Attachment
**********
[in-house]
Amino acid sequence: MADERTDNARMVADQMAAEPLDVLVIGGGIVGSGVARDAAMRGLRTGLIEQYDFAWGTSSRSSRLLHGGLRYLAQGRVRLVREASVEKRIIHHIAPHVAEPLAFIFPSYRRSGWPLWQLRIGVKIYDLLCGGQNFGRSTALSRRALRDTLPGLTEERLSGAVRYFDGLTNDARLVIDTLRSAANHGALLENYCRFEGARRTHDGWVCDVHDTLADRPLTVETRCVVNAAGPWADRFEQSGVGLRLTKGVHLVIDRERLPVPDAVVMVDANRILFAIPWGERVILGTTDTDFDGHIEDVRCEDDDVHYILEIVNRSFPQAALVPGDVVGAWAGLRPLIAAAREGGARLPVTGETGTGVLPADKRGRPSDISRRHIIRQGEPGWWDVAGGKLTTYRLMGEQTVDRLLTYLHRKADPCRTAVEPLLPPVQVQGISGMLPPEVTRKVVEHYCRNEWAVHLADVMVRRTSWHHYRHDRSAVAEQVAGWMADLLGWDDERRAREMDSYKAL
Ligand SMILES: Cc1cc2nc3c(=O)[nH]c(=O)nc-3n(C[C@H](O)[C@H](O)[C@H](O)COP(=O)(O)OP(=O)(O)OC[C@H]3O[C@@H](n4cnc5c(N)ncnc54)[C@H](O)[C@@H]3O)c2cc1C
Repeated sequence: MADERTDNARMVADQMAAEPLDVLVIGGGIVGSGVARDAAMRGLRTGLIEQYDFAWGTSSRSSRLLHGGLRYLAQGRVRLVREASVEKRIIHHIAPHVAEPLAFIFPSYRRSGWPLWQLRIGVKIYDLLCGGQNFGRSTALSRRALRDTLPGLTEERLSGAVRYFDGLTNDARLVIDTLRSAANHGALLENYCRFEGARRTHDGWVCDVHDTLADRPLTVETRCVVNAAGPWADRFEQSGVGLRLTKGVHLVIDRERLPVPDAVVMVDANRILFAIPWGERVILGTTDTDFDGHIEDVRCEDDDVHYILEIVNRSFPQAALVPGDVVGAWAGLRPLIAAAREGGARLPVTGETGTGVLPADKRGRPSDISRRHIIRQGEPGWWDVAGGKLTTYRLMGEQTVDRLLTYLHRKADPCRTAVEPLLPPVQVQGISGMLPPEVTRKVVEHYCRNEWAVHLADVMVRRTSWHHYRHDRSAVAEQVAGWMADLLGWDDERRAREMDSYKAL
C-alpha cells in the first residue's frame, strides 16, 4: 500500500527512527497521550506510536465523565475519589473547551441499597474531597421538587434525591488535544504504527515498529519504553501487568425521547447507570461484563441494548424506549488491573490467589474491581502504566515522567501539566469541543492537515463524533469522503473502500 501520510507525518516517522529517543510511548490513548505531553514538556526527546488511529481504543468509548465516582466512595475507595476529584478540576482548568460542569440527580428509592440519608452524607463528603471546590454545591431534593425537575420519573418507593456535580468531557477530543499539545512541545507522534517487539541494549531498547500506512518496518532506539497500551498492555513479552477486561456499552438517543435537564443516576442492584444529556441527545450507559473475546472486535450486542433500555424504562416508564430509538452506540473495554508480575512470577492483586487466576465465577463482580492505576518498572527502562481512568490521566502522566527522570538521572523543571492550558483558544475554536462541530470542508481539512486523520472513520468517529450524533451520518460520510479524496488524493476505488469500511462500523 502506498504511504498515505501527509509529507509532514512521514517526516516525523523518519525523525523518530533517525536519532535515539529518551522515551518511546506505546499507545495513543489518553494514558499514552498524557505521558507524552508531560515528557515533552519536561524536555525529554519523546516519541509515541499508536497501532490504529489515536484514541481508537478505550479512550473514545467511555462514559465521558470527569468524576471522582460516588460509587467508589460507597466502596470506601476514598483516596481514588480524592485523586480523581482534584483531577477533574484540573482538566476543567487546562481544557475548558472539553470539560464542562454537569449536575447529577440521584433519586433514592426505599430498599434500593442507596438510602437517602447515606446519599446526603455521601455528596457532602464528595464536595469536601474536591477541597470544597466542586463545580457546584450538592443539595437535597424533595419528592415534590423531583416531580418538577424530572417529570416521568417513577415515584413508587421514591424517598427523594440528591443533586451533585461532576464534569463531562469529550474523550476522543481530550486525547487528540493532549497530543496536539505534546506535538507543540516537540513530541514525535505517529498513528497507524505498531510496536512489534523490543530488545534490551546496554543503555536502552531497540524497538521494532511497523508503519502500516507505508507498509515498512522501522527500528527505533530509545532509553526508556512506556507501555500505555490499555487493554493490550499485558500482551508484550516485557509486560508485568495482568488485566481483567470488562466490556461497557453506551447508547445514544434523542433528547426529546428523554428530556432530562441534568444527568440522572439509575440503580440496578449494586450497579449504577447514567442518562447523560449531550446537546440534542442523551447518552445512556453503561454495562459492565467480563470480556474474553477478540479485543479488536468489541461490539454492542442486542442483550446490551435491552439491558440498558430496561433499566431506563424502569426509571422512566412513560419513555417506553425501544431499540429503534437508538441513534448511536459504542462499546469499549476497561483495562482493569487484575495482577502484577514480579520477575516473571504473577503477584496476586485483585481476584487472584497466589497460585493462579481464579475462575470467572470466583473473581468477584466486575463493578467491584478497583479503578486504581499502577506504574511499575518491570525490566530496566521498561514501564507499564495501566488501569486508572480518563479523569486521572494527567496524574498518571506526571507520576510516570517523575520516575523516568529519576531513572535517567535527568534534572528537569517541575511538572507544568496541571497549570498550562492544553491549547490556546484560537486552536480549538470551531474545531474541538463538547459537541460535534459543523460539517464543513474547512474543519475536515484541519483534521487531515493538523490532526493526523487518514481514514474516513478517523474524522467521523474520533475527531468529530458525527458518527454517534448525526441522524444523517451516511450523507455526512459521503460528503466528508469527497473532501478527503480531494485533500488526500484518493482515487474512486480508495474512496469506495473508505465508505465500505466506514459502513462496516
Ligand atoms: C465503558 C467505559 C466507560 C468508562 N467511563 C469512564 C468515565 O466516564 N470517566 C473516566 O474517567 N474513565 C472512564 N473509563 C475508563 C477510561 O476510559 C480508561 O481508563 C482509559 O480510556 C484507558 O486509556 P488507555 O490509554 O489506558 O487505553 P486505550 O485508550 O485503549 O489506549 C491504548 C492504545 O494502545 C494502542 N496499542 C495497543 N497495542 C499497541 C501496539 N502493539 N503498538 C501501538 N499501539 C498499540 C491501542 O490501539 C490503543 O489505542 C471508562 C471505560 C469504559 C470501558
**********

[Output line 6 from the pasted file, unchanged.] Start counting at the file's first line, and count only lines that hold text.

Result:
Ligand atoms: C465503558 C467505559 C466507560 C468508562 N467511563 C469512564 C468515565 O466516564 N470517566 C473516566 O474517567 N474513565 C472512564 N473509563 C475508563 C477510561 O476510559 C480508561 O481508563 C482509559 O480510556 C484507558 O486509556 P488507555 O490509554 O489506558 O487505553 P486505550 O485508550 O485503549 O489506549 C491504548 C492504545 O494502545 C494502542 N496499542 C495497543 N497495542 C499497541 C501496539 N502493539 N503498538 C501501538 N499501539 C498499540 C491501542 O490501539 C490503543 O489505542 C471508562 C471505560 C469504559 C470501558